Considering that, at least initially, our national battery backup is likely to be made from electric vehicles with smart chargers that backfeed on demand and that dead-of-winter production lows will be accompanied by don’t-you-dare-go-out-in-that winter storms (meaning more cars left in garages), it seems to me that it’s entirely a non-issue. That’s even more true when we start using solar electricity to produce chemical fuels; summer’s surplus gets burned in generators in the winter, and we only need enough capacity for the annual net (which, of course, will be higher considering the inefficiencies involved).



    • According to the report below, only 9 states have an average payback period for residential solar installations of less than 9 years, and for the plurality of states it’s more than 15 years. And of course these periods would be longer without government “incentives” (i.e. subsidies). If demand increases, the subsidies will almost certainly be reduced, because the government simply cannot afford to give tens of thousands of dollars to every household. Also, I don’t know how you’re calculating your “rate of return.” Does it take into account the opportunity cost of your up-front capital investment? In other words, if you spend, say, $20,000 of your own money on a solar installation, you can’t invest it in, say, an IRA or a money-market account. That’s a cost to you and needs to factored into any caculation of returns.

      • In other words, if you spend, say, $20,000 of your own money on a solar installation, you can’t invest it in, say, an IRA or a money-market account. That’s a cost to you and needs to factored into any caculation of returns.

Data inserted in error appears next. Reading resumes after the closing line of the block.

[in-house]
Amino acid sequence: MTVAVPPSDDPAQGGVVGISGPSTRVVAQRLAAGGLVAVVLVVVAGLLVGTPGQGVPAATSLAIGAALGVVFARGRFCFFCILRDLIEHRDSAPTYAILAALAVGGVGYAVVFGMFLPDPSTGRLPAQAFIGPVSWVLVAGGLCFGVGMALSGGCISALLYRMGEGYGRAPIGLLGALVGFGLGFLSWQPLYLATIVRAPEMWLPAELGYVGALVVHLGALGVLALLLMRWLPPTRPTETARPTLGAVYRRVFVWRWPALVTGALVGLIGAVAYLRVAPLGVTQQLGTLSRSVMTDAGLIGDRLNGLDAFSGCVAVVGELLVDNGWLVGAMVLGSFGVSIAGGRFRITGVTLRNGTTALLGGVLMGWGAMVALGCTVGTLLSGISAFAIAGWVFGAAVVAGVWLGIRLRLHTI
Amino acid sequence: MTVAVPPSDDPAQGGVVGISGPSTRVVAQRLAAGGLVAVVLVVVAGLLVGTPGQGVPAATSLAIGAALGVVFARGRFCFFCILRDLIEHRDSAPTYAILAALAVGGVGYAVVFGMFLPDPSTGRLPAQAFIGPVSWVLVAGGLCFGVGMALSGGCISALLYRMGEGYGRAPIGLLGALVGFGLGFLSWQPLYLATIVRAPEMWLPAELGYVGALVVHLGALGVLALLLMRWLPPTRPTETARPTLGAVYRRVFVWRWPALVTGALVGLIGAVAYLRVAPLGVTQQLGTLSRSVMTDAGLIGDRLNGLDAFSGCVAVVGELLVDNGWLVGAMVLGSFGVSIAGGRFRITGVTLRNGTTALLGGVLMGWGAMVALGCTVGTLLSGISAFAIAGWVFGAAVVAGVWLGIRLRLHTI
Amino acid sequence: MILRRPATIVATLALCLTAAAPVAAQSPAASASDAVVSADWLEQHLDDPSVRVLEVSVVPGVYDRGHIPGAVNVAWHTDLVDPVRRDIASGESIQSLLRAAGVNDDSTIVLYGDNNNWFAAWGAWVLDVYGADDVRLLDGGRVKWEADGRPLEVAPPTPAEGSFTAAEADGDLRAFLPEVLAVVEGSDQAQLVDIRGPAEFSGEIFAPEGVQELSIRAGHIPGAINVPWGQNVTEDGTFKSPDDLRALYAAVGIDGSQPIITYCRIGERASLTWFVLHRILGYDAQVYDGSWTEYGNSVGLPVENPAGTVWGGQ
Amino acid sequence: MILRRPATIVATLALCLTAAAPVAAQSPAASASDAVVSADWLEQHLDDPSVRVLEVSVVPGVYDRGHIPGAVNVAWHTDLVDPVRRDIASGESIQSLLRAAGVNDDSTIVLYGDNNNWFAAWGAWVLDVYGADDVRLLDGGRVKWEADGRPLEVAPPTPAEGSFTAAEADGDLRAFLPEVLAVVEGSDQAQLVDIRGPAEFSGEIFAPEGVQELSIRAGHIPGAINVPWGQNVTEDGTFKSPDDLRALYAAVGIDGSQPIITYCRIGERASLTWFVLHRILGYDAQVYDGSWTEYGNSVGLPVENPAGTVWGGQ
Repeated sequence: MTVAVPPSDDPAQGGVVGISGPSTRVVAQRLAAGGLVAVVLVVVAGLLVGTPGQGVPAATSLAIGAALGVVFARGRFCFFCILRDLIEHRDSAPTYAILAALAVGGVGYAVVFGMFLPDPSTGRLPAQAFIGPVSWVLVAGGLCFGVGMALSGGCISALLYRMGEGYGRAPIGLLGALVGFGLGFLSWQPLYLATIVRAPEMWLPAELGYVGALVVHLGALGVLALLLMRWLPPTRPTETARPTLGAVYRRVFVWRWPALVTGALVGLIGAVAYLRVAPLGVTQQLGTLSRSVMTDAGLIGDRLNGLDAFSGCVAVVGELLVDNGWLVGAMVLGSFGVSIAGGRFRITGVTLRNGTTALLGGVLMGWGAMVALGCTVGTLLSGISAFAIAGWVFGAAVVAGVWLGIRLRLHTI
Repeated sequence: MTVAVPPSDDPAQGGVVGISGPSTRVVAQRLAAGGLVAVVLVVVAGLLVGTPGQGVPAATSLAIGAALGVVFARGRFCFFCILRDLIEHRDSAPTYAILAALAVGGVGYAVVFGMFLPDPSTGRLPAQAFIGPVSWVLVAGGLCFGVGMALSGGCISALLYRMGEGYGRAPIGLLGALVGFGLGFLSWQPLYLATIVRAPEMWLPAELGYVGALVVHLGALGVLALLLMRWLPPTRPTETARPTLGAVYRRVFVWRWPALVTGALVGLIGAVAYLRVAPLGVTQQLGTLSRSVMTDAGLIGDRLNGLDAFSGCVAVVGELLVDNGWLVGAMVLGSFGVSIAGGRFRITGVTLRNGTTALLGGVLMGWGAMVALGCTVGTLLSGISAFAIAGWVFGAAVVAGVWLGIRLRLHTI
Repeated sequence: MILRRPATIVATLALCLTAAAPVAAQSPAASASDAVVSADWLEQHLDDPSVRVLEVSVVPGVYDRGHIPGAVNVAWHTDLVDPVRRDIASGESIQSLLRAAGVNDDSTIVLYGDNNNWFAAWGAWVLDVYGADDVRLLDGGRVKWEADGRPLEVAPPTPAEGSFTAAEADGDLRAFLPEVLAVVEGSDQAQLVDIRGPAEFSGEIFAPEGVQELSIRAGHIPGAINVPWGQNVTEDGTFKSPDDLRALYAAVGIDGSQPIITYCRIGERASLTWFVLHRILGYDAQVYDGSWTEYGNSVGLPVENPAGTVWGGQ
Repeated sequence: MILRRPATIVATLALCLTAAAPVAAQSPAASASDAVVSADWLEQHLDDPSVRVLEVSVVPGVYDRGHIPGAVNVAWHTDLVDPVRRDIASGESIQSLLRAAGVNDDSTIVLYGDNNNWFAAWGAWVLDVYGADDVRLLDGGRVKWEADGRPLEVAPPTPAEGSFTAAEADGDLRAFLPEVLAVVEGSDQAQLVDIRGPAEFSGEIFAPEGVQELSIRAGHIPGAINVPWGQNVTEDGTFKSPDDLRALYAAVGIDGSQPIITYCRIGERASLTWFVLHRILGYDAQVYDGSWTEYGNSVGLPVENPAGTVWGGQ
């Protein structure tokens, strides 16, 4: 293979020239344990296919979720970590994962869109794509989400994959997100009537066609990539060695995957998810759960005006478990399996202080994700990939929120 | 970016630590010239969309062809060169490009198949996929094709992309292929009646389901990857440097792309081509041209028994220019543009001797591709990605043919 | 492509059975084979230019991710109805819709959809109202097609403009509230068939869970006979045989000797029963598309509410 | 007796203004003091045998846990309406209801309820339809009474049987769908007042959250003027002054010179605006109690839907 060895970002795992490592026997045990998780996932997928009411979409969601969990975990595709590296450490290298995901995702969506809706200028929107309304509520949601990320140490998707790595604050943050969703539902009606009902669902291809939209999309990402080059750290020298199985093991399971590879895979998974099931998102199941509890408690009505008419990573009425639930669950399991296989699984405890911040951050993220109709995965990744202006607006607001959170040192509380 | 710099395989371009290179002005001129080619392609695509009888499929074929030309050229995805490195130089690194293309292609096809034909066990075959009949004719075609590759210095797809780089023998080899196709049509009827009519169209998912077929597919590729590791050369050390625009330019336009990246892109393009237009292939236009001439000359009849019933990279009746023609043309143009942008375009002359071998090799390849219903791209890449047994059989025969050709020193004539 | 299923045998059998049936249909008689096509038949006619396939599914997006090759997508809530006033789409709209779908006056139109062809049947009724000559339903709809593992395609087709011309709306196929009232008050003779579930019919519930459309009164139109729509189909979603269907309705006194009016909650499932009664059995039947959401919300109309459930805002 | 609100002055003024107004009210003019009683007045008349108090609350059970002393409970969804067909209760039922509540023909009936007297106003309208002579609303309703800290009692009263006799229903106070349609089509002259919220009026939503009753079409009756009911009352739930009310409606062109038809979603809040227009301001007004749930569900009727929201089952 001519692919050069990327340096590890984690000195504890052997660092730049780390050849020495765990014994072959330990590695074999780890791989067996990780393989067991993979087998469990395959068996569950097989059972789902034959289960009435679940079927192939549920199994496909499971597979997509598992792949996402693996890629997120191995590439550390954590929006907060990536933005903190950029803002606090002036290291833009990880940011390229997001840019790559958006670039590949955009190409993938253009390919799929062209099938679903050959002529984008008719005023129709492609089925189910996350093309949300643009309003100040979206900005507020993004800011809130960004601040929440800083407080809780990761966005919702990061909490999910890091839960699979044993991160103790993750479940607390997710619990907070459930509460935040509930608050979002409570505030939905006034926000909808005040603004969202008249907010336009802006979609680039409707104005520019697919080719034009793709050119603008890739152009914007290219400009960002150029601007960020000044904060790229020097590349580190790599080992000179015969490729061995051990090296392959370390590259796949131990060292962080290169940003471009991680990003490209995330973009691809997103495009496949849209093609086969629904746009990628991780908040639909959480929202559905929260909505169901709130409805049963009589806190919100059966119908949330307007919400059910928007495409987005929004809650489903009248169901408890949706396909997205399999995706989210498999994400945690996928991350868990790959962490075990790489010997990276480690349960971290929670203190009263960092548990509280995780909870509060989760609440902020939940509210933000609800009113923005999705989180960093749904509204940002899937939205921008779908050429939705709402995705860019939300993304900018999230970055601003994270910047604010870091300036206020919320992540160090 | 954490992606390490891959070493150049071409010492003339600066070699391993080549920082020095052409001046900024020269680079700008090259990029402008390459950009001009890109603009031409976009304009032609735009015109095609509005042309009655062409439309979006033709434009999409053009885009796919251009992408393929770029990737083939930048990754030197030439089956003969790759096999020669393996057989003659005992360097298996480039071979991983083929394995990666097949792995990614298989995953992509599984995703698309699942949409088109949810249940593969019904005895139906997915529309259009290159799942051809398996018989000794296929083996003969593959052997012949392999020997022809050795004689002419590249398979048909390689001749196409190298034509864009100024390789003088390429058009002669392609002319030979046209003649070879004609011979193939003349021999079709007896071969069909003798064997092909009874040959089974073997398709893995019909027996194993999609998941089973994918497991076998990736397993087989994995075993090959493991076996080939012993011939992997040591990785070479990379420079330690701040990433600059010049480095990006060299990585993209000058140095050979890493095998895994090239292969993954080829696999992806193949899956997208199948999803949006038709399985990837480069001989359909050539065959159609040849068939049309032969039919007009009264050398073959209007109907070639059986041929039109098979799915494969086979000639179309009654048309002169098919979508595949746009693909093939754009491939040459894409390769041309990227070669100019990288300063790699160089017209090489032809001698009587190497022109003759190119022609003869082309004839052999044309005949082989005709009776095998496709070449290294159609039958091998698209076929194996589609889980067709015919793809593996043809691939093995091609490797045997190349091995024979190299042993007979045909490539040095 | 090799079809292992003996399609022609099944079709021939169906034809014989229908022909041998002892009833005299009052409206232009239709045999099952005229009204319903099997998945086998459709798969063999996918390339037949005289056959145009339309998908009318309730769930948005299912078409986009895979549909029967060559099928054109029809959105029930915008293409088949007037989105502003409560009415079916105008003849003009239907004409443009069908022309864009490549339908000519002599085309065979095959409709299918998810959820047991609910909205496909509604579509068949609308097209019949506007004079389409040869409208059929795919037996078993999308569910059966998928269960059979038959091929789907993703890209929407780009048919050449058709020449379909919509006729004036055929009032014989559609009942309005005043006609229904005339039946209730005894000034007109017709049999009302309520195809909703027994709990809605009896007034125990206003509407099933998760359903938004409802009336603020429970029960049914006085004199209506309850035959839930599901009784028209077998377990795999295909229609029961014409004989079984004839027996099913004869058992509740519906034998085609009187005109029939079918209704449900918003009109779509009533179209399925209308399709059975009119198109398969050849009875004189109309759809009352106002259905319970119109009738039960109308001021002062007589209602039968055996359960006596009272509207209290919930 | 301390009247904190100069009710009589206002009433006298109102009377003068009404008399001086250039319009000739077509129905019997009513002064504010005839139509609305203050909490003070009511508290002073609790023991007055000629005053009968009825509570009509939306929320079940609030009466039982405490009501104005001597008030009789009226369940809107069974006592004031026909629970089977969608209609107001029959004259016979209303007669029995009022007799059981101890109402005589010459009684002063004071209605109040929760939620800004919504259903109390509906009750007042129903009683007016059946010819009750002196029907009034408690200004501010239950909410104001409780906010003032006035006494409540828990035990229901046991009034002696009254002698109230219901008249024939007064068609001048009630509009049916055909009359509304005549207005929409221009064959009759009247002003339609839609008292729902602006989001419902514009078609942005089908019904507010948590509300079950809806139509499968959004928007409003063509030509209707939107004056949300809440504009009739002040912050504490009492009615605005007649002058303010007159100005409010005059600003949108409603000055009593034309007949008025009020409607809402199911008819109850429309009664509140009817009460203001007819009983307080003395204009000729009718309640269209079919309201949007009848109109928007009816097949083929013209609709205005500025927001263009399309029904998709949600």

Eh, not so much.

        If we’re truly talking investment as opposed to capital or operating funds, all this means is that the solar investment is less liquid than more traditional financial instruments.

        Remember, once you put money into that IRA, you can’t touch it until retirement anyway — not if you want to keep earning the dividends on the IRA. And you’ll be hit with significant penalties if you try to do so.

        It’s not much different with solar in practical terms. If you really need access to those funds again, you can either use the panels as collateral for a loan (such as through a home equity loan leveraging the higher value of your home after installing panels), or you can sell the panels outright (presumably with the home as well).

        If you have a dollar in your pocket, it’s not doing you any good until you give it to somebody else.

        If you give it to somebody else in exchange for a solar panel, that panel will keep putting a penny or two in your pocket for a very long time, and you can give the panel to somebody else in exchange for (almost) a dollar.

        If you give it to somebody else in exchange for a financial instrument, the same thing happens: they take your dollar, but give you a penny or two every now and again. You can (usually) get (most of) your dollar back from them for some amount of hassle, but that also cuts off the flow of pennies — just as when you sell your solar panel.